Myocardial catecholamine content after heart transplantation.
Myocardial catecholamine levels have not yet been determined in the transplanted human heart. We measured norepinephrine, epinephrine, and dopamine in endomyocardial biopsies from 19 short-term (organ age, 6.6 +/- 6 months) and five long-term (organ age, 62 +/- 2 months) heart transplant patients. Results were compared with those from 10 normal control subjects. In 17 of 19 short-term heart transplant patients, myocardial catecholamines were undetectable, indicating values below 0.1 pg/micrograms noncollagen protein, which was the detection threshold of our assay. In the remaining two patients, myocardial catecholamines (pg/microgram noncollagen protein) were norepinephrine (1.4 and 3.2), epinephrine (0.8 and 1.9), and dopamine (0.9 and 2.3), respectively. In the five long-term heart transplant patients, myocardial catecholamines were not detected. Catecholamine concentrations in 10 healthy control subjects were norepinephrine (10.3 +/- 2.9), epinephrine (0.36 +/- 0.51), and dopamine (0.52 +/- 0.40). Low myocardial norepinephrine levels (less than 20% of control values) with unexplained high levels of epinephrine and dopamine were found in single transplant patients. In most heart transplant patients, however, myocardial catecholamines were undetectable up to five years after transplantation, indicating that the adrenergic response of these hearts probably depends on variations in plasma catecholamines or cardiac beta-receptor density.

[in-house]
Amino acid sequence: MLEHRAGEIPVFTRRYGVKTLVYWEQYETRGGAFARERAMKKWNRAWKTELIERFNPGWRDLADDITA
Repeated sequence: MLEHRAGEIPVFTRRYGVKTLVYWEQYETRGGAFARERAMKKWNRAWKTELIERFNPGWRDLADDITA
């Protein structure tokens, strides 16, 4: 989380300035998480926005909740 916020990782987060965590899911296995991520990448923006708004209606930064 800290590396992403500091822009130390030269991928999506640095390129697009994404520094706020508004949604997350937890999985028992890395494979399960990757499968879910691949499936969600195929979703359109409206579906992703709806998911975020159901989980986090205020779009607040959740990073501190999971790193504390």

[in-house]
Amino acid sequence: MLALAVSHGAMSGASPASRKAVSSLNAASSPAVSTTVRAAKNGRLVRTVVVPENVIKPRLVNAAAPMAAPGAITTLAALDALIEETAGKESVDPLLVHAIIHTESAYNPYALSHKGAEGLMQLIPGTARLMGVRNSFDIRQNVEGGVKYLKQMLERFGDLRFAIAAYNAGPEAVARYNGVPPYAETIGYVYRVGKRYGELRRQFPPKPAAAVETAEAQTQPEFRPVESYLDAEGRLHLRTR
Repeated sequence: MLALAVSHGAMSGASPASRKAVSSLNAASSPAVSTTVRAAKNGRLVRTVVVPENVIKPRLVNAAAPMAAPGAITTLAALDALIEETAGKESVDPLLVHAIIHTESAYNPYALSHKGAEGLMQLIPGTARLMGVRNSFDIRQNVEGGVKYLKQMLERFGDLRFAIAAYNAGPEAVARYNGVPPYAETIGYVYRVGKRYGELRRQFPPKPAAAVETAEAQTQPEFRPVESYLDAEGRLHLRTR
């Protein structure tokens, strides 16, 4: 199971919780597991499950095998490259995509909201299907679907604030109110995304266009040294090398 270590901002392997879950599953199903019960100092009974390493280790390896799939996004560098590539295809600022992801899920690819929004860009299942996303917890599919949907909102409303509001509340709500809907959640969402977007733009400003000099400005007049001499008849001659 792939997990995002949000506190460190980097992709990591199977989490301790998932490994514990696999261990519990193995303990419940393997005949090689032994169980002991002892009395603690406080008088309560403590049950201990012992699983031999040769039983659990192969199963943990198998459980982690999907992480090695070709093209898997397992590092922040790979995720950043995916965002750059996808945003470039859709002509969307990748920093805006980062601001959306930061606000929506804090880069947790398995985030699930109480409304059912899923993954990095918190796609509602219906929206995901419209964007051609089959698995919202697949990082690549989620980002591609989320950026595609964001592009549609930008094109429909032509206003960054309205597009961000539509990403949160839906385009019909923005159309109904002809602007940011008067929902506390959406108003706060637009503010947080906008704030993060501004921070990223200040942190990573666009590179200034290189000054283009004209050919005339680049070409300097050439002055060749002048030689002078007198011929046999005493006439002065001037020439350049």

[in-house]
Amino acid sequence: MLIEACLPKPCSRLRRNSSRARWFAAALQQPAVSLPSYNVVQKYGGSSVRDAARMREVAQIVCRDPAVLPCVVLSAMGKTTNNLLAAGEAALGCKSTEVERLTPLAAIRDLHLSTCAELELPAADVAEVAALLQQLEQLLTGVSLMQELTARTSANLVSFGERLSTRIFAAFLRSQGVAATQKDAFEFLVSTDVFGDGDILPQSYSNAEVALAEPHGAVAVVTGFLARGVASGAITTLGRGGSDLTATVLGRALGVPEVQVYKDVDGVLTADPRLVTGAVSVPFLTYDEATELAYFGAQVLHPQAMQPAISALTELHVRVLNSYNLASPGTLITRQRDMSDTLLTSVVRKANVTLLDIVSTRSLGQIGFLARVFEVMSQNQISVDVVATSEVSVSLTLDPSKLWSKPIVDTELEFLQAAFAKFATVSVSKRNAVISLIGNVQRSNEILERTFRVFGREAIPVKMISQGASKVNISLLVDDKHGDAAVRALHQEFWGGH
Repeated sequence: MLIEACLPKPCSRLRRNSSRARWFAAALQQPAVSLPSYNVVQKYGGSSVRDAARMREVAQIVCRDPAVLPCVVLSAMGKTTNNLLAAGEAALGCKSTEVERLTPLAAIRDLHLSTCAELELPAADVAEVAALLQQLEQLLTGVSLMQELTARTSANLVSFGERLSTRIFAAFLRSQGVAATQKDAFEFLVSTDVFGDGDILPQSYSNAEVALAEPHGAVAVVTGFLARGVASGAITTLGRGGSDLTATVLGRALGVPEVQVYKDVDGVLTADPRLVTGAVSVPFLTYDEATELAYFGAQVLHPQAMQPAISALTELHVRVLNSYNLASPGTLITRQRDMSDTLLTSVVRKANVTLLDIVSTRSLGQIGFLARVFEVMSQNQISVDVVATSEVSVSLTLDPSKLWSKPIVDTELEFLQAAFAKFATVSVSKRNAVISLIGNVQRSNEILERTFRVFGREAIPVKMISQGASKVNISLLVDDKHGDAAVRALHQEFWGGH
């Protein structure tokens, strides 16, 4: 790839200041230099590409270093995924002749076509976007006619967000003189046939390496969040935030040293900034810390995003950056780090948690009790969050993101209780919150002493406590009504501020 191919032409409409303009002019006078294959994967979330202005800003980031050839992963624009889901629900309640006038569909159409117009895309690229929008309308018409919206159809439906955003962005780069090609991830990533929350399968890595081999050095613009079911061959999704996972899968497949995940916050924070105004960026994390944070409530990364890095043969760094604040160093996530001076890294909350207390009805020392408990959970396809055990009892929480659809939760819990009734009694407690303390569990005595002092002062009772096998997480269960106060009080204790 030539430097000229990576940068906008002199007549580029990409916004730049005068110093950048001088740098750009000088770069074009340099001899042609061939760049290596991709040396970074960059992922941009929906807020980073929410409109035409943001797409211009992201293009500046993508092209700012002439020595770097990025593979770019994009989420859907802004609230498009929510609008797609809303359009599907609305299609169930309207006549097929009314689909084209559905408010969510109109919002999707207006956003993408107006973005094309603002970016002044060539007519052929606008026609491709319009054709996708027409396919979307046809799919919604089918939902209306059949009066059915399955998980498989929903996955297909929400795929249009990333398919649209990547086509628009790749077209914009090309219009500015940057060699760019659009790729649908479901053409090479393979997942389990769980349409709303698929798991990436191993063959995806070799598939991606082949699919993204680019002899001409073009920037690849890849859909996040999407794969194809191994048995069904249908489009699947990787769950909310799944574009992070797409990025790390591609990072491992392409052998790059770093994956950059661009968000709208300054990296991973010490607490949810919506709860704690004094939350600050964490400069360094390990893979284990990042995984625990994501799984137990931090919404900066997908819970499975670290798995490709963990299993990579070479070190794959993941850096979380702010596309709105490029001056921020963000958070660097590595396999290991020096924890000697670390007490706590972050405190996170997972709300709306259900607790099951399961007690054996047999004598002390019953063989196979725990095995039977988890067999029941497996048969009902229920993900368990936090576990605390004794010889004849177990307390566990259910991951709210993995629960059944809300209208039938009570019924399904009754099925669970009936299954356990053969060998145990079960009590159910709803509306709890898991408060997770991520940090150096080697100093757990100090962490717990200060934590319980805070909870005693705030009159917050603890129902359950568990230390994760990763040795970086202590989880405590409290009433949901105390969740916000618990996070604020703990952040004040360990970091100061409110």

- Copyright © 1990 by American Heart Association